Reading poetry is one of the most important aspects of being able to create your own. You could just constantly create and figure out how to improve using some version of trial-and-error, but the consumption of poetry allows for technical exploration and understanding, and most importantly, it can give you permission to say what needs to be said.
The first poet I ever fell in love with was Edgar Allen Poe. I know, I know: All the rhyme and meter and death – how could anyone like that, right? But the thing about Poe is that he was never afraid to write his truth. The man had a bad life, let’s be real, so of course his poetry is macabre and melancholy. Whenever I read his work, I see it in colors – dark blues and scarlet reds, undertones of grey and black. He has a consistency to all of his work, where many other poets experiment with a vast array of forms and techniques, so if you read a piece, you’ll know if it’s Poe. And I liked that bold statement and adherence to identity. He was never afraid to write about the pretty dead girls or the anxiety surrounding murder; he himself had loved an Annabel Lee; he, too, had felt an oppressive anxiety about the world.
On the flipside of this true-to-life poetry coin is Katha Pollitt. Talk about an odd couple. Just as I admire Poe for sticking to his guns, I admire Pollitt for the same reason. Coming from journalism, she has a simplistic, yet hard-hitting style of writing which is unlike virtually every other poet I’ve read. Combine that with her strong, feministic outlook on life, and you’ve got a real winner. One of my favorite poems by her is about Martha and Mary Magdalene, in which she subverts typical views of women and their roles as either temptress or servant. She points out Jesus’ hypocrisy in performing selectively timed miracles, as he doesn’t give Martha an opportunity to sit and listen to him speak. In typical Christian analyses of this situation, Martha is often shamed – even by Jesus himself in the Bible – for not taking a break and hearing what he has to say. Pollitt takes this perspective and uses it to highlight the worship of men and denigration of women in a patriarchal society such as ours. She’s a poet unafraid of backlash and judgment; she, like the subjects of many of her pieces, is a woman unfazed by the opinions of others; she’s a friend to and advocate of truth.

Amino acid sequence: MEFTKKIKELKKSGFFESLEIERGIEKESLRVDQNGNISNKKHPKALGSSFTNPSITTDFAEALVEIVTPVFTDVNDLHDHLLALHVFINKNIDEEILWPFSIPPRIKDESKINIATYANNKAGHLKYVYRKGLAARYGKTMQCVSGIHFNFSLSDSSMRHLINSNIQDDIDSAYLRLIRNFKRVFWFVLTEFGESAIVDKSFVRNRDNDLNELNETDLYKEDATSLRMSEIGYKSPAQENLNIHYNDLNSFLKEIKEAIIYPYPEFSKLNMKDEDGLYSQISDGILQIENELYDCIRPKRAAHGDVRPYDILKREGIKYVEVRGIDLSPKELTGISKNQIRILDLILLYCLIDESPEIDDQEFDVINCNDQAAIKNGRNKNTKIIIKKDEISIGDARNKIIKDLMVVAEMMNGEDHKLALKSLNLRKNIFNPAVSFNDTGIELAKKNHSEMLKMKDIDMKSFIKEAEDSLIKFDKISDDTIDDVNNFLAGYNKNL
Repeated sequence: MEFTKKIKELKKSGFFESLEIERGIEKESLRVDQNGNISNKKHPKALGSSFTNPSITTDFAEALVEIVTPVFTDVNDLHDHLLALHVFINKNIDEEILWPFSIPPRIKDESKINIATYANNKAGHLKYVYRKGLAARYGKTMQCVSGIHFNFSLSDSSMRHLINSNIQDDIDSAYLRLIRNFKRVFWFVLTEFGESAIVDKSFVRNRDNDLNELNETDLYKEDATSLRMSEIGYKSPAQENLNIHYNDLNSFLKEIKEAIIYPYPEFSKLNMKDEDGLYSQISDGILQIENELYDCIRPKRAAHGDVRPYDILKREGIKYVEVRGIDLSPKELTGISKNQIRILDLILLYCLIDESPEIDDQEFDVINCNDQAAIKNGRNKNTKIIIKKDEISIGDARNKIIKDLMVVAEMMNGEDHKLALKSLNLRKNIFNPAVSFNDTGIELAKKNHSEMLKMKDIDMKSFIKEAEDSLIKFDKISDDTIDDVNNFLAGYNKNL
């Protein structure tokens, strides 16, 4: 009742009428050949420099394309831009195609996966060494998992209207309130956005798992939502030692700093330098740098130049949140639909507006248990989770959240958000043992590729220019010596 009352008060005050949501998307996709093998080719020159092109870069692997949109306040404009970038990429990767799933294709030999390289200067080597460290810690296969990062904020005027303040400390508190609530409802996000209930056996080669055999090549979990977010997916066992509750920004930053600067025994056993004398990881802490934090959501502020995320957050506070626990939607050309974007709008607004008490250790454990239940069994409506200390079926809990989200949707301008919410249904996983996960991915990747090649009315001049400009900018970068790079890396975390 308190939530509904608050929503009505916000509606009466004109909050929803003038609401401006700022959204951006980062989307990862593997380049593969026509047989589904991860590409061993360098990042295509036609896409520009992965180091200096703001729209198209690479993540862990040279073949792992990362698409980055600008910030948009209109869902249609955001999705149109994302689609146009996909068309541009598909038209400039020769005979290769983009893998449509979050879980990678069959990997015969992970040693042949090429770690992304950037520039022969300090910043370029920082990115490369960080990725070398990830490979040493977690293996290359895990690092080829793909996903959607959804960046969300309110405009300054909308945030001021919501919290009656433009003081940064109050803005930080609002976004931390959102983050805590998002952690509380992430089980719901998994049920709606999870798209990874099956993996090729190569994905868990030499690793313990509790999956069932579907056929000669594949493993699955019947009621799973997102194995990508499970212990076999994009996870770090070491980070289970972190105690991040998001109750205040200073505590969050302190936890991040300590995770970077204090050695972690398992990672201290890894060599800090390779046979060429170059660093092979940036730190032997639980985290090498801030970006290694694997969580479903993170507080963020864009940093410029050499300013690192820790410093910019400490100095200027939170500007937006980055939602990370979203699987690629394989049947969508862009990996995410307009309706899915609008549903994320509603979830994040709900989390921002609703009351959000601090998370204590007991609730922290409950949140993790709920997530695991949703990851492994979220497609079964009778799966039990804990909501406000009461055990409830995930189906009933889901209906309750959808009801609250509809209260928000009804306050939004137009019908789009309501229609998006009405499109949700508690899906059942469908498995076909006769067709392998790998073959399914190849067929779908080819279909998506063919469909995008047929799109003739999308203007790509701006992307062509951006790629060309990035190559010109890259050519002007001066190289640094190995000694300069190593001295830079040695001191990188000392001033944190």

Some of my other favorite poets include Charles Bukowski, Maya Angelou, Marilyn Chin, and of course, the odd little balloon man himself, e.e. cummings. The thing I love most about poetry is the diversity through form, dialect, personal experience, and every other element involved in being an artist. Reading poetry allows us to see life through hundreds of lenses, each their own tint and thickness, and enlightens us to the injustice, beauty, and folly of being alive. In these confusing and bitter times, we can all learn something from the craft of poetry: Our differences are what make us whole.
by Katha Pollitt
Well, did he think the food would cook itself?
Naturally, he preferred the sexy one,
the one who leaned forward with velvet eyes and asked
clever questions that showed she’d done the reading.
You’ll notice he didn’t summon up a picnic
so that I could put up my feet and hear how lilies
do nothing but shine in God’s light. God’s
movie star, he says
we stand in glory, we are loved like sparrows,
like grains of sand: there are so many of us!
He means he stands, he is loved.
The music wells up in a dark theater:
a kiss, a kill, a tumult of clouds and cymbals!
We lift our hands, we weep, we don’t deserve him.
I don’t deserve him. I’m
all wrong, I’m nothing, hurrying home
in my raincoat and practical shoes.
The sky won’t speak to me. But still,
somebody’s got to care about the tablecloth,
and the bread, and the wine.
–Mackenzie Steele, Art Editor